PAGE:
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from Global News Journal:
It's more than six years since mostly non-Arab rebels in Sudan's western Darfur region revolted after accusing Khartoum of neglecting their remote corner of Africa's biggest country. Khartoum's U.N. ambassador, Abdalmahmoud Abdalhaleem, declared in New York this week that the "war in Darfur is over."
But Luis Moreno-Ocampo, the chief prosecutor of the International Criminal Court (ICC) in The Hague, disagrees. Although levels of violence in Darfur have fallen, he told the Security Council that crimes "are continuing." He said those crimes include indiscriminate bombings of civilians, creation of inhumane conditions for displaced people in order to "exterminate" them, rapes and sexual violence, and the use of child soldiers.
The ICC has already issued arrest warrants for Sudanese President Omar Hassan al-Bashir, another government official and a former Janjaweed militia leader for war crimes in a government-led counter-insurgency campaign that drove more than 2 million from their homes. The United Nations says as many as 300,000 people have died since the conflict erupted in 2003, but Khartoum rejects that figure.
The ICC has also charged three rebels in connection with an attack on African Union peacekeepers in 2007. One rebel showed up in The Hague to defend himself but Bashir and the others remain at large. Western diplomats say Bashir's arrest is not a top priority now since it could destroy the stalled Darfur peace process. Khartoum refuses to cooperate with the ICC and its chief prosecutor, whom Abdalhaleem branded a "mercenary of death and destruction." (Moreno-Ocampo countered by declaring that Sudanese officials who deny that crimes were committed in Darfur could themselves face prosecution.)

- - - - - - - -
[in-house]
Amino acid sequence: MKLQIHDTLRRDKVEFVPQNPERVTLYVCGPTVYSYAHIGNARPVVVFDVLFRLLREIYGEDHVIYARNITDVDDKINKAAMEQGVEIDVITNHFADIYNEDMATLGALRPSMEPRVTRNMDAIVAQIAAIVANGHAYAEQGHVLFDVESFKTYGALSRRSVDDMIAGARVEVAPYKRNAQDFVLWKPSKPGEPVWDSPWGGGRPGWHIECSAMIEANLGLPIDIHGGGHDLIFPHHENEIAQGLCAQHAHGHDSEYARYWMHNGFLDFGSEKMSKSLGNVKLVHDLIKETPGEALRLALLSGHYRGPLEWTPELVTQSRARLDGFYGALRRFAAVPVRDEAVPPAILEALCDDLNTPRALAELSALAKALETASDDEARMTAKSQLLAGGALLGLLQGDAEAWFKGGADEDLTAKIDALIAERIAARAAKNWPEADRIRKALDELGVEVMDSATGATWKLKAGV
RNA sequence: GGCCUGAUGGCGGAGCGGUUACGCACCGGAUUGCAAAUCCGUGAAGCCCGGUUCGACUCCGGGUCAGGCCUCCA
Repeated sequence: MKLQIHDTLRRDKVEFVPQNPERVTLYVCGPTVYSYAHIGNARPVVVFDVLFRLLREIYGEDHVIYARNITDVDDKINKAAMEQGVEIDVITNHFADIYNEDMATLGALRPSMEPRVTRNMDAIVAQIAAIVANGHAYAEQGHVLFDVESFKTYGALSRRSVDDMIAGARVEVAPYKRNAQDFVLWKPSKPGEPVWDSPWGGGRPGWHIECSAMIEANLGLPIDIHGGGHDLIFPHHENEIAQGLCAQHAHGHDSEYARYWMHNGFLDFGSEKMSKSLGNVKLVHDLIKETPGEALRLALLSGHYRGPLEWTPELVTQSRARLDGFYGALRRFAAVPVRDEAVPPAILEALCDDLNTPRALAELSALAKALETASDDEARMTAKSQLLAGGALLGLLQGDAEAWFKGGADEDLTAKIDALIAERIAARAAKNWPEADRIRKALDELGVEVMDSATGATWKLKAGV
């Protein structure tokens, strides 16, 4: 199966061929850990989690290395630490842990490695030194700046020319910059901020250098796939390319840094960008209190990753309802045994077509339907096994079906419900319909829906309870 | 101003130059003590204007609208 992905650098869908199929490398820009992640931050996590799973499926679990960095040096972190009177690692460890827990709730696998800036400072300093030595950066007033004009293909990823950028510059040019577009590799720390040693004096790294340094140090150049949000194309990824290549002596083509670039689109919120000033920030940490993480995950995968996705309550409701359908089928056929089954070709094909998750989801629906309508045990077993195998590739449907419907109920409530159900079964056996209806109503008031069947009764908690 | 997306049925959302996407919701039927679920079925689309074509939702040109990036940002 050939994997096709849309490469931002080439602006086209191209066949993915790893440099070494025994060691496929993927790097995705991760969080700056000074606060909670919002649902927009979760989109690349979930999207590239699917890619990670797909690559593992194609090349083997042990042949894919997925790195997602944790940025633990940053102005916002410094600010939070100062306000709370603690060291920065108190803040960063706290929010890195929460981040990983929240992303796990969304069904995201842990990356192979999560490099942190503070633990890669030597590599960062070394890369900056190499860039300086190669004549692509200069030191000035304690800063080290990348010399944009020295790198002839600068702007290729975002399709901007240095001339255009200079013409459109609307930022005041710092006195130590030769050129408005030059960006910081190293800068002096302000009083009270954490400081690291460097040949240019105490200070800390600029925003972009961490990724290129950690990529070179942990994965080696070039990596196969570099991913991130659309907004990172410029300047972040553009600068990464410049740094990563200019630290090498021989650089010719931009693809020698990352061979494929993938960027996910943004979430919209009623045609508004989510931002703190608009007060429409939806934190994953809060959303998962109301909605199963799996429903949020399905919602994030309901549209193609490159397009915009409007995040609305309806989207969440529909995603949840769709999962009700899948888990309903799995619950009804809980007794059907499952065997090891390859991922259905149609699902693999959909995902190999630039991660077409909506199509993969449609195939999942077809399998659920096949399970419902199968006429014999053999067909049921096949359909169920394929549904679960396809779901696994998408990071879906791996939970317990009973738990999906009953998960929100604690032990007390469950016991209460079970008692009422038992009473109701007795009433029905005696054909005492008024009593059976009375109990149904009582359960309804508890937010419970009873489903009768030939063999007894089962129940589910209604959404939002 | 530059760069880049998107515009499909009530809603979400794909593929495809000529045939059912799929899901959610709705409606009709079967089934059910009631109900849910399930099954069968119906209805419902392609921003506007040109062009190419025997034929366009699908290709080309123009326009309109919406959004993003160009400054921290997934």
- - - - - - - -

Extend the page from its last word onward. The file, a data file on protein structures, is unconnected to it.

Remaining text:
U.N. Secretary-General Ban Ki-moon said in his latest report to the Security Council that U.N./African Union peacekeepers in Darfur were being harassed and threatened by Sudanese government forces and rebels. (As if to illustrate the point, two Rwandan peacekeepers were shot dead in an ambush in North Darfur on Friday.) Ban said that civilians in Darfur remain at risk of violence as the Sudanese military continues to clash with rebel groups. The world body has also warned that the population of Darfur may be left out of next year's nationwide elections, the first in 24 years, due to mass displacement of the population and volatile security.
But Khartoum and the rebels determined to topple Bashir's government may not be the only problem. The former head of a U.N. panel charged with investigating violations of a 2005 arms embargo for Darfur accused the United States and other members of the Security Council of "selling out" the Darfur sanctions.